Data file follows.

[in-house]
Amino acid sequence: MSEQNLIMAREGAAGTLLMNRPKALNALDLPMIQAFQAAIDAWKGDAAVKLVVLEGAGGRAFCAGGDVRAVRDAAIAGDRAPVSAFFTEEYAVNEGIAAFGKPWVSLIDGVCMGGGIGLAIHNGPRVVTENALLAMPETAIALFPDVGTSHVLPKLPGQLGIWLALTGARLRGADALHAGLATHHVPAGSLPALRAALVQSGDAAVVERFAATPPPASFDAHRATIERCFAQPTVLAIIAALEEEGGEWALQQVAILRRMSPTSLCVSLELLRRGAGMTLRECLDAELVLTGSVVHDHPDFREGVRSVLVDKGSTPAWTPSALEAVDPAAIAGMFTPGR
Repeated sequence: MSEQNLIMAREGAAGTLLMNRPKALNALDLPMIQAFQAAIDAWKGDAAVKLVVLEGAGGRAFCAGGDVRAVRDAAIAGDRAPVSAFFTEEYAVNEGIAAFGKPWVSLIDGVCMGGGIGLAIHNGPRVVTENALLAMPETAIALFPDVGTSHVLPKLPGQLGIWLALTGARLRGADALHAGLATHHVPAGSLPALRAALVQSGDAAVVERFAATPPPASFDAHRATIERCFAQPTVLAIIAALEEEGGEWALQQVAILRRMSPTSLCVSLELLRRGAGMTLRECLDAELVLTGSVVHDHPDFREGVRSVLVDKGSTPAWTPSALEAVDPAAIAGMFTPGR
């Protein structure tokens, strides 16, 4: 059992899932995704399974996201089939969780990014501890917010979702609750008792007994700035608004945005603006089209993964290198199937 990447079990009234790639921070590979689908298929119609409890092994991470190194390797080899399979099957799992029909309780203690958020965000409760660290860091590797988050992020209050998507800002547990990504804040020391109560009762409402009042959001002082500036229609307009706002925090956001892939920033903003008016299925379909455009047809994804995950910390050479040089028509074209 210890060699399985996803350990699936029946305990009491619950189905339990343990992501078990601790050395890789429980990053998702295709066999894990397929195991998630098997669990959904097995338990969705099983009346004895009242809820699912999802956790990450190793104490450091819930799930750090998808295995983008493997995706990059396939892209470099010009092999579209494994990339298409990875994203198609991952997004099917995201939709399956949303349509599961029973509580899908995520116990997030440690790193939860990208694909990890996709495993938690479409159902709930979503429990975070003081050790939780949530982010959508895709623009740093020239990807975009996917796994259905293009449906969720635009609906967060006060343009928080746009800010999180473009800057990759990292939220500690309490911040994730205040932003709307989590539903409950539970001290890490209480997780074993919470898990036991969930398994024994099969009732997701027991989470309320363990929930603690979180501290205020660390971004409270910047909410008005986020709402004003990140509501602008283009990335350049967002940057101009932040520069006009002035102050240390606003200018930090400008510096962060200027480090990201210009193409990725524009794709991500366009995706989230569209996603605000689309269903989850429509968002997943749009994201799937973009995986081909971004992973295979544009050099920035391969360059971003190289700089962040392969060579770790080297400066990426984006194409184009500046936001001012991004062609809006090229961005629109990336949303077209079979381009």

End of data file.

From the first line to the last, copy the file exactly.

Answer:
[in-house]
Amino acid sequence: MSEQNLIMAREGAAGTLLMNRPKALNALDLPMIQAFQAAIDAWKGDAAVKLVVLEGAGGRAFCAGGDVRAVRDAAIAGDRAPVSAFFTEEYAVNEGIAAFGKPWVSLIDGVCMGGGIGLAIHNGPRVVTENALLAMPETAIALFPDVGTSHVLPKLPGQLGIWLALTGARLRGADALHAGLATHHVPAGSLPALRAALVQSGDAAVVERFAATPPPASFDAHRATIERCFAQPTVLAIIAALEEEGGEWALQQVAILRRMSPTSLCVSLELLRRGAGMTLRECLDAELVLTGSVVHDHPDFREGVRSVLVDKGSTPAWTPSALEAVDPAAIAGMFTPGR
Repeated sequence: MSEQNLIMAREGAAGTLLMNRPKALNALDLPMIQAFQAAIDAWKGDAAVKLVVLEGAGGRAFCAGGDVRAVRDAAIAGDRAPVSAFFTEEYAVNEGIAAFGKPWVSLIDGVCMGGGIGLAIHNGPRVVTENALLAMPETAIALFPDVGTSHVLPKLPGQLGIWLALTGARLRGADALHAGLATHHVPAGSLPALRAALVQSGDAAVVERFAATPPPASFDAHRATIERCFAQPTVLAIIAALEEEGGEWALQQVAILRRMSPTSLCVSLELLRRGAGMTLRECLDAELVLTGSVVHDHPDFREGVRSVLVDKGSTPAWTPSALEAVDPAAIAGMFTPGR
């Protein structure tokens, strides 16, 4: 059992899932995704399974996201089939969780990014501890917010979702609750008792007994700035608004945005603006089209993964290198199937 990447079990009234790639921070590979689908298929119609409890092994991470190194390797080899399979099957799992029909309780203690958020965000409760660290860091590797988050992020209050998507800002547990990504804040020391109560009762409402009042959001002082500036229609307009706002925090956001892939920033903003008016299925379909455009047809994804995950910390050479040089028509074209 210890060699399985996803350990699936029946305990009491619950189905339990343990992501078990601790050395890789429980990053998702295709066999894990397929195991998630098997669990959904097995338990969705099983009346004895009242809820699912999802956790990450190793104490450091819930799930750090998808295995983008493997995706990059396939892209470099010009092999579209494994990339298409990875994203198609991952997004099917995201939709399956949303349509599961029973509580899908995520116990997030440690790193939860990208694909990890996709495993938690479409159902709930979503429990975070003081050790939780949530982010959508895709623009740093020239990807975009996917796994259905293009449906969720635009609906967060006060343009928080746009800010999180473009800057990759990292939220500690309490911040994730205040932003709307989590539903409950539970001290890490209480997780074993919470898990036991969930398994024994099969009732997701027991989470309320363990929930603690979180501290205020660390971004409270910047909410008005986020709402004003990140509501602008283009990335350049967002940057101009932040520069006009002035102050240390606003200018930090400008510096962060200027480090990201210009193409990725524009794709991500366009995706989230569209996603605000689309269903989850429509968002997943749009994201799937973009995986081909971004992973295979544009050099920035391969360059971003190289700089962040392969060579770790080297400066990426984006194409184009500046936001001012991004062609809006090229961005629109990336949303077209079979381009």